on June 16, 2003
Only a small handful of recordings in my CD collection have weathered repeated listenings (hundreds!) as enduringly as Aja, which is convincing testimony to this album's certifiable milestone stature.
I can vividly recall listening and cassette-recording very late at night, yet in a state of heightened alertness and rapture, to my college radio station's complete-and-uninterrupted broadcast of Aja on the day of its release in the fall of '77. "Home at Last" was a special treat for me, as I was then reading James Joyce's Ulysses for the first time, and I was struck by Becker and Fagan's aphoristic take on the fate of Homer's wanderer (Becker's best-ever guitar work is contained in this song, where he stands cheek-by-jowl with the likes of Django Reinhardt). Twenty-six years later, Aja still resonates with undiminished creative force; on every hearing I marvel anew at the labyrinthine arrangements, wry and witty lyrics, and the stylistically varied solos. The piano work here is truly exceptional.
on May 12, 2003
In 1977, Steely Dan released what would prove to be their greatest masterpiece, and their best selling record to date. With Aja, Steely Dan proved they were much more than a "Reelin' in The Years" classic rock band. As if they hadn't proved that already with "Katy Lied" & "The Royal Scam."
Everything is superb about this record: From the intriguing, yet mysterious album cover, straight down to the compositions themselves.
The album begins with the upbeat "Black Cow." Everything is excellent from the horns, drums, and Donald Fagen's great voice.
The album continues with "Aja," it's title track, and star of the record. After hearing this song all the way through, one feels like they are emerging from an "experience."
As one reviewer said on this site: "Having spent some time in Southern Asia, this song AND album sounds NOTHING like the music or culture of Asia."
Well, let's just say that this song isn't about that great continent! Hence the Dan's alternate spelling of "AJA."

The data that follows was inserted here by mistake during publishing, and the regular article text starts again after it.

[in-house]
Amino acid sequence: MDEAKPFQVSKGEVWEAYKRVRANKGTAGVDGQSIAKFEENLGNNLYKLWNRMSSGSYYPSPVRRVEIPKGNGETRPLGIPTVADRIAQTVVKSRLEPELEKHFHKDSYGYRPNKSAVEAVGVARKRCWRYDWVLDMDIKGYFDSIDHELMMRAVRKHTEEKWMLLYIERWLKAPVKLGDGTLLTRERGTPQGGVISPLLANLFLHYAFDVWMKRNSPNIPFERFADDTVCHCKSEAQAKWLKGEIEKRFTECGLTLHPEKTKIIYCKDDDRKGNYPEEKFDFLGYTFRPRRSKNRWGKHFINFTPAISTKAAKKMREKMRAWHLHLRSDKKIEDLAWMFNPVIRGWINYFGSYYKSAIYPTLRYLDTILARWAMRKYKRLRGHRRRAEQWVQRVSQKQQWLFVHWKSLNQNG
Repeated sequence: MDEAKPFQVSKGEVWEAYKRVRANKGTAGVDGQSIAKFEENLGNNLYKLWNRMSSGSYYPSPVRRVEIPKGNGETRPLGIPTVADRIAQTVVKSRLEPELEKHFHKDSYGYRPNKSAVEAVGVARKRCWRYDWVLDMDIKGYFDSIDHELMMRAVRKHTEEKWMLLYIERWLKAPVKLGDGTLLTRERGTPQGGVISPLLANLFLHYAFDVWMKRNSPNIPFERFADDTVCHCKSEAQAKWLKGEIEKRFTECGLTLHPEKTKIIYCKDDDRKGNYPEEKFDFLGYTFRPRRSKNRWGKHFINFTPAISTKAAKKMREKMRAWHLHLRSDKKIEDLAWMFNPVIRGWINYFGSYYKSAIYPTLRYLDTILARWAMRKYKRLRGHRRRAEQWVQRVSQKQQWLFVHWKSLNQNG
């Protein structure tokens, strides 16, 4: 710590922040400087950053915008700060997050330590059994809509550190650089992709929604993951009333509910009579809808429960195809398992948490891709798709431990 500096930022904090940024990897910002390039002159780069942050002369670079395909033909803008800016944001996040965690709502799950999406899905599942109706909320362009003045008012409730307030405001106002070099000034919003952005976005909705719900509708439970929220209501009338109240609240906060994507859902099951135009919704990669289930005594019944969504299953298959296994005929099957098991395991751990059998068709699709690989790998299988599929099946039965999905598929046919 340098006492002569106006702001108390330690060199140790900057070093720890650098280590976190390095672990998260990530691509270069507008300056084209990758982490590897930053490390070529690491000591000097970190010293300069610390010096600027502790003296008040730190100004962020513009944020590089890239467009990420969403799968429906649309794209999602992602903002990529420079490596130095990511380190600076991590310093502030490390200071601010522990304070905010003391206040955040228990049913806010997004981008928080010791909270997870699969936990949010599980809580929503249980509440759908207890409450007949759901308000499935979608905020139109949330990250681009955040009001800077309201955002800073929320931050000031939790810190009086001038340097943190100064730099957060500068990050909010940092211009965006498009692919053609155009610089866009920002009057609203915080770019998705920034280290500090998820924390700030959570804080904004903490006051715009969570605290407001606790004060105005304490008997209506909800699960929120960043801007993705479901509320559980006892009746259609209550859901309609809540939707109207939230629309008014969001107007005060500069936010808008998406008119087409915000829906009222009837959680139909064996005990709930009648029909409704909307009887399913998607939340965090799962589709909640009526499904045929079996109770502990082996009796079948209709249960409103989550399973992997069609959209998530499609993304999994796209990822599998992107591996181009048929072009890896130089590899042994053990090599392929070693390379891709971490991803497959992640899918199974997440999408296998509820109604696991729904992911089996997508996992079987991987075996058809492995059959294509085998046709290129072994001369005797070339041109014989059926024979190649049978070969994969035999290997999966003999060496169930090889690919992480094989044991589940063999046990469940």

One gets a feeling that it's Miss Aja who graces the cover of this great record. So, you can draw conclusions as to who this mystery woman is, by paying attention and making sense of the actual lyrics of this song. There is more to this song than meets the ear!
Other highlights of this CD include Deacon Blues (Great Horn Section), Home At Last (My personal favorite), and I Got the News with a great break in the middle featuring Michael McDonald.
Although Peg was a great staple on radio, I think that Josie might be the only flawed song of this set. While still not bad compared to today's music, it lacks a lot of the spontaneity of previous tracks.
I definitely recommend Aja to the REAL Steely Dan fan. Beware though, this isn't the typical Steely Dan youï¿½re used to hearing on the radio. This is pure, sophisticated, jazz-rock at it's best.
on March 3, 2003
If you buy this album wanting to hear some rock & roll you will likely be disappointed. "Josie" is probably the only song here that has a rock & roll sound to it. This album is basically Steely Dan journeying into the sound they like most. Even their previous songs didn't sound all that "rockish" but they sounded good. If this was Steely Dan's first album it may have not ended up in the rock section. "Deacon Blues" comes fairly close to rock but giving rock and roll a jazz flavor was essentially what Steely Dan was about. Even if you're not a fan of jazz music you may still like this album, I did. It came out when I was 21. Nearly all I listened to was hard rock turned up loud. This album gave me an appreciation for music that didn't sound too similar to what I usually listened to. I'd also have to say the songs on "Aja" have a timeless quality to them. It's not an album that gets old unless maybe you listen to over and over till you're burnt out. Sadly, this was Steely Dan's next to last album when in their prime.